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Okay, here's my 2 cts. I don't know what your temperatures are up there, but if it is cold most of the time, you would probably need to get a stock air breather with the tube that goes down to the exhaust manifold and the other piece that goes on the exhaust manifold, this allows preheated air to enter the carburetor, it improves gas mileage and fuel vaporization at colder temperatures, if you don't drive the car much, then it may not be worth it. Since it is stalling, if you have an automatic transmission, there should be a dashpot (looking at your pictures I don't see one) on the carburetor where the linkage moves the throttle, this slows the closing of the throttle when you let off the gas to help keep an engine from stalling, to adjust it, you have the engine off, open the throttle, and let it go, when the lever touches the dashpot plunger it should slow the final closing to about 1-2 seconds. If it is okay, then you need to check the carburetor idle speed and idle mixture, the engine should be at normal operating temperature, the idle speed is usually a adjusting screw by the throttle near the bottom of the carb rearward, screwing it in clockwise raises the idle speed and the reverse lowers it, with your foot on the brake, place the transmission in drive, you should feel a jolt as the transmission engages but it should not be severe, on a level surface if you removed your foot off the brake the car should creep forward or on a slight incline upward it should hold the car, if it is not doing that then raise the idle speed a little and retest. Next is the idle mixture screws(2 screws), they are under the float bowl in the front of the carb, they are brass and require a small long flat blade screwdriver to adjust them, with the car in park, the engine running, start with one of the screws and back it out until the engine loads (gets rough usually a turn or two) then screw it in slowly, the engine should start to smooth out and idle a little faster, turn it in until you get the smoothest and fastest idle for that screw, then back the screw out 1/4 (ccw) of a turn (the engine likes it a little on the rich side for most conditions), then repeat this procedure for the other screw, then repeat this procedure for both screws again, just in case they were way off, if they were off just a little, then it is probably not necessary to repeat. Then double check your idle speed, as it may have changed, if you have to lower or raise it very much, then you much repeat the idle mixture adjustments, as they interact. Then if the car no longer stalls when warmed up, you are halfway there, the warm side done, if the car stalls when cold, then the choke will have to be adjusted. Post your results. Good Luck.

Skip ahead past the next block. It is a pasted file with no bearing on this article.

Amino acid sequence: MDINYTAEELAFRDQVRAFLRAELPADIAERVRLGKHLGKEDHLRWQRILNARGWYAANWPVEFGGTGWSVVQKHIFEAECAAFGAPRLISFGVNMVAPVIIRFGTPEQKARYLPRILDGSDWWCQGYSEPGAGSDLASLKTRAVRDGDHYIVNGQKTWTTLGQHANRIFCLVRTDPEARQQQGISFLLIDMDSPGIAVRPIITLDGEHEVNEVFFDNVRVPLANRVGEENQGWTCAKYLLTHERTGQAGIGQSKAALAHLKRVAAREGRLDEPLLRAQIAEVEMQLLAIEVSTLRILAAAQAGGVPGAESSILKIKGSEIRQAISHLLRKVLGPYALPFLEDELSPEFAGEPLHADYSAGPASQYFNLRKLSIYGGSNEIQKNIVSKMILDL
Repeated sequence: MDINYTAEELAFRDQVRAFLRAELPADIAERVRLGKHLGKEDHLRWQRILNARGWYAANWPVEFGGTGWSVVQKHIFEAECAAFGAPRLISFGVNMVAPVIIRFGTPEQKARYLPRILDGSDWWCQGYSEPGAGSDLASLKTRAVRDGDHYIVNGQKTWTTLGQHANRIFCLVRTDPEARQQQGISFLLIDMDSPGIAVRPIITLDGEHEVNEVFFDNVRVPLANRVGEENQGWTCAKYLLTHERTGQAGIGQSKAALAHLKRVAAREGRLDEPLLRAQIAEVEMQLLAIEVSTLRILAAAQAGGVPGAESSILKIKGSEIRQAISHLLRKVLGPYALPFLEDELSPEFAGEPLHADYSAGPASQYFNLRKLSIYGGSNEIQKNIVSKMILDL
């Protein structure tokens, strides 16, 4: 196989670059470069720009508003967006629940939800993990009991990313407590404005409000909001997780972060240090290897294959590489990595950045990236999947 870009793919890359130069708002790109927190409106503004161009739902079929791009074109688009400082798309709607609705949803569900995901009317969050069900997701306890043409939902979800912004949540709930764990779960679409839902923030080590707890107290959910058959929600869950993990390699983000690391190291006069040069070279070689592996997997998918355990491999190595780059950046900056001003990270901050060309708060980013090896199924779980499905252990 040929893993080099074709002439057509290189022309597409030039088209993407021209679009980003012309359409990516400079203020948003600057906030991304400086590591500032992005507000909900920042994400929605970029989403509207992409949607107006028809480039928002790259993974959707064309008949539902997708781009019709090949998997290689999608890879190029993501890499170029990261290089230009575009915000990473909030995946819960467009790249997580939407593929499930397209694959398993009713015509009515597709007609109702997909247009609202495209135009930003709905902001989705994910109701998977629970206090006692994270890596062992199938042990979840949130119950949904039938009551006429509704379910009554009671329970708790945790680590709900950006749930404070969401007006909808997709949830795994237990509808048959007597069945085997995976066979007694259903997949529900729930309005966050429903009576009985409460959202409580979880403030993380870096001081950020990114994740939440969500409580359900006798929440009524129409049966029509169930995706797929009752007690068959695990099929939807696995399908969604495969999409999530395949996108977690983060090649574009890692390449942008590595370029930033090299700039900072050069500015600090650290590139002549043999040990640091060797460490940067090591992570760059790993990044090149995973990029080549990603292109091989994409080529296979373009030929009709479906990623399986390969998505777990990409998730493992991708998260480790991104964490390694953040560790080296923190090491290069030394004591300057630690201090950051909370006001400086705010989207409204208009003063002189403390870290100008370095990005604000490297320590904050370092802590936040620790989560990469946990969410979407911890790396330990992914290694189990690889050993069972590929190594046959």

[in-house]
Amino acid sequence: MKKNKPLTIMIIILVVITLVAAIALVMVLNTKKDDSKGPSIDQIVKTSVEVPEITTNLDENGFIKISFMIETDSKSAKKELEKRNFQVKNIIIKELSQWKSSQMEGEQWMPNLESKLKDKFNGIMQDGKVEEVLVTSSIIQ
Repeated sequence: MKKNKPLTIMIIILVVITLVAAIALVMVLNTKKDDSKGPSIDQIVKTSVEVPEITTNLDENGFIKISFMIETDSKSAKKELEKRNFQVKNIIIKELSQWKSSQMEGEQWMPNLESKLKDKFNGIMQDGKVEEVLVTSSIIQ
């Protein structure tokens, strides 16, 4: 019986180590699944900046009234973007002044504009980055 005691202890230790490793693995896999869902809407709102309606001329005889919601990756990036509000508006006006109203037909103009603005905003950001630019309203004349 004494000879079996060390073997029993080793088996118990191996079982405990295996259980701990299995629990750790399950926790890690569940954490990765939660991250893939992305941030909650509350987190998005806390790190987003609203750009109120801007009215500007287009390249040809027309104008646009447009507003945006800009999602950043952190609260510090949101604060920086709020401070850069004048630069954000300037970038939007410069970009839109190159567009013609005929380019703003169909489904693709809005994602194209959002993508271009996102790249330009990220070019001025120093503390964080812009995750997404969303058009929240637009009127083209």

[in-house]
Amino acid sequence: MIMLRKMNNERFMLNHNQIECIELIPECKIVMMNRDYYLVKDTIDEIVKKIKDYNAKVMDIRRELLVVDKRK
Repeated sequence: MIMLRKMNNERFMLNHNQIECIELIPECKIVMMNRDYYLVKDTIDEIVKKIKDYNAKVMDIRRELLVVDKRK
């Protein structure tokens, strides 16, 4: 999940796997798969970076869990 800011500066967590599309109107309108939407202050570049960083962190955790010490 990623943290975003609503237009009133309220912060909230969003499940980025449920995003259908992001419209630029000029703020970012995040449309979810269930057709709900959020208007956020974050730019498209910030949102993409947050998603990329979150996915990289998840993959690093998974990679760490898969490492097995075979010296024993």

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You have a carburetor; what brand we can't tell from the photos. The only 'common' cars with fuel injection in '66 were European ones like Mercedes and even most of them still used carburetors well into the 70s and 80s.

As usual, Rex gave some pretty useful suggestions. The temps in Anchorage now are not all that wintery but cool; a good choke would help.

Jon, you need to get a shop manual, Chapter 9, Ignition. The points in a stock, 289 distributor are set to 17 thou and not 12 - 14. You aren't helping members by giving them incorrect information. If it were a HiPo the point setting was 20.
 

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For someone with little knowledge I think a lot of the good advice was way over this guy's head.

Could you please take off the air cleaner and give some close-up photos of the carburetor. Front and each side. There are a number of makers and each has their own way of doing things. If it says Holley on the front, there will be some numbers stamped on the vertical face of the part that would go inside the air cleaner. Need a good close-up of those.

I suggest you do some self education on carbureted engines and look at some of the you tube videos on line.